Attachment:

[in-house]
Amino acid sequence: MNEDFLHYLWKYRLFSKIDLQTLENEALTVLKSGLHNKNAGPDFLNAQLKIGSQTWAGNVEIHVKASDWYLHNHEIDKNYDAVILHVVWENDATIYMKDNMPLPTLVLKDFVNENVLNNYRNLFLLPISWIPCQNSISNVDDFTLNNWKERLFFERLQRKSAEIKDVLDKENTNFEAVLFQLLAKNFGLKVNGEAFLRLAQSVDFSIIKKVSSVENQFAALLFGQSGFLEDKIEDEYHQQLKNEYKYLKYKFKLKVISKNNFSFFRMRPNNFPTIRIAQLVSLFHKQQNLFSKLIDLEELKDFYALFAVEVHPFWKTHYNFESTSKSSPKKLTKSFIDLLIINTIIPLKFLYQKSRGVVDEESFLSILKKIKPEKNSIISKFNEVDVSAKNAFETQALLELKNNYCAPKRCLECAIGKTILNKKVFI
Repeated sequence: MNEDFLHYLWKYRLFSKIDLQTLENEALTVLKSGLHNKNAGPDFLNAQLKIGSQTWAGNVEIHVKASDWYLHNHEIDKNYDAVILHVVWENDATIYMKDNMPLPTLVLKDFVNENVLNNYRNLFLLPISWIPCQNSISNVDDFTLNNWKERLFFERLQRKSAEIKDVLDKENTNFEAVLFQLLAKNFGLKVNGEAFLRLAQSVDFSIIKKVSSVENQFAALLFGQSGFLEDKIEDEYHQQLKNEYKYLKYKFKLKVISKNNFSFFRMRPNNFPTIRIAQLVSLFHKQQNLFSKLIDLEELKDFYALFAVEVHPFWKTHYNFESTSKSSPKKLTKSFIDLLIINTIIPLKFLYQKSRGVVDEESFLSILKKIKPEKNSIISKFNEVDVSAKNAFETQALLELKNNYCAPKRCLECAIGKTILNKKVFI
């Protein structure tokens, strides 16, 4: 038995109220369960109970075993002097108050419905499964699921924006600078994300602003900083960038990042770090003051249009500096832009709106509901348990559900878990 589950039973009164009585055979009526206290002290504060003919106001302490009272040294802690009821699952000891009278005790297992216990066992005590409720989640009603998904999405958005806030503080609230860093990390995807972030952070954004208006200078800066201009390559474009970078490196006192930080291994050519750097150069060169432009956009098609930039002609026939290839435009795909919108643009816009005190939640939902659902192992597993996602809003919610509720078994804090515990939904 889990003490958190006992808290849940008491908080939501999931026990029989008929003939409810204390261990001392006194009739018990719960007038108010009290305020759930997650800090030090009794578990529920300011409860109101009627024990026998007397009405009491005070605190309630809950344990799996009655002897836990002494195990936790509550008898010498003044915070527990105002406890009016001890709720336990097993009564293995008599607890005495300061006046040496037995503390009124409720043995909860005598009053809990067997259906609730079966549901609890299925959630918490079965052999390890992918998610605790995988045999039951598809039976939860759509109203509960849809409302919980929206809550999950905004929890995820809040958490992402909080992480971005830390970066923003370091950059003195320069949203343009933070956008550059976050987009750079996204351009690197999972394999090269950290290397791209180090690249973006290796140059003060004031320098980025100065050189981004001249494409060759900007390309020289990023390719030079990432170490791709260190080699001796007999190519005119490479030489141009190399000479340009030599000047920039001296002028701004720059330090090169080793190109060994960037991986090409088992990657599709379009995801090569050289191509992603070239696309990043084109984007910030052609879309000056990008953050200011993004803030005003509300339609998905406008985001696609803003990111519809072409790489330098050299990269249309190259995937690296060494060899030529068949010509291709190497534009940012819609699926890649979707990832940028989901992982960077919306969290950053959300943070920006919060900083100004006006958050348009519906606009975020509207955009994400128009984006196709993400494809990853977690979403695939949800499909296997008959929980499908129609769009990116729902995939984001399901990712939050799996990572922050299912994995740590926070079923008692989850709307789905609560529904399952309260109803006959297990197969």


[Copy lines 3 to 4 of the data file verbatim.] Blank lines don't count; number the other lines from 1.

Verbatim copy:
Repeated sequence: MNEDFLHYLWKYRLFSKIDLQTLENEALTVLKSGLHNKNAGPDFLNAQLKIGSQTWAGNVEIHVKASDWYLHNHEIDKNYDAVILHVVWENDATIYMKDNMPLPTLVLKDFVNENVLNNYRNLFLLPISWIPCQNSISNVDDFTLNNWKERLFFERLQRKSAEIKDVLDKENTNFEAVLFQLLAKNFGLKVNGEAFLRLAQSVDFSIIKKVSSVENQFAALLFGQSGFLEDKIEDEYHQQLKNEYKYLKYKFKLKVISKNNFSFFRMRPNNFPTIRIAQLVSLFHKQQNLFSKLIDLEELKDFYALFAVEVHPFWKTHYNFESTSKSSPKKLTKSFIDLLIINTIIPLKFLYQKSRGVVDEESFLSILKKIKPEKNSIISKFNEVDVSAKNAFETQALLELKNNYCAPKRCLECAIGKTILNKKVFI
């Protein structure tokens, strides 16, 4: 038995109220369960109970075993002097108050419905499964699921924006600078994300602003900083960038990042770090003051249009500096832009709106509901348990559900878990 589950039973009164009585055979009526206290002290504060003919106001302490009272040294802690009821699952000891009278005790297992216990066992005590409720989640009603998904999405958005806030503080609230860093990390995807972030952070954004208006200078800066201009390559474009970078490196006192930080291994050519750097150069060169432009956009098609930039002609026939290839435009795909919108643009816009005190939640939902659902192992597993996602809003919610509720078994804090515990939904 889990003490958190006992808290849940008491908080939501999931026990029989008929003939409810204390261990001392006194009739018990719960007038108010009290305020759930997650800090030090009794578990529920300011409860109101009627024990026998007397009405009491005070605190309630809950344990799996009655002897836990002494195990936790509550008898010498003044915070527990105002406890009016001890709720336990097993009564293995008599607890005495300061006046040496037995503390009124409720043995909860005598009053809990067997259906609730079966549901609890299925959630918490079965052999390890992918998610605790995988045999039951598809039976939860759509109203509960849809409302919980929206809550999950905004929890995820809040958490992402909080992480971005830390970066923003370091950059003195320069949203343009933070956008550059976050987009750079996204351009690197999972394999090269950290290397791209180090690249973006290796140059003060004031320098980025100065050189981004001249494409060759900007390309020289990023390719030079990432170490791709260190080699001796007999190519005119490479030489141009190399000479340009030599000047920039001296002028701004720059330090090169080793190109060994960037991986090409088992990657599709379009995801090569050289191509992603070239696309990043084109984007910030052609879309000056990008953050200011993004803030005003509300339609998905406008985001696609803003990111519809072409790489330098050299990269249309190259995937690296060494060899030529068949010509291709190497534009940012819609699926890649979707990832940028989901992982960077919306969290950053959300943070920006919060900083100004006006958050348009519906606009975020509207955009994400128009984006196709993400494809990853977690979403695939949800499909296997008959929980499908129609769009990116729902995939984001399901990712939050799996990572922050299912994995740590926070079923008692989850709307789905609560529904399952309260109803006959297990197969």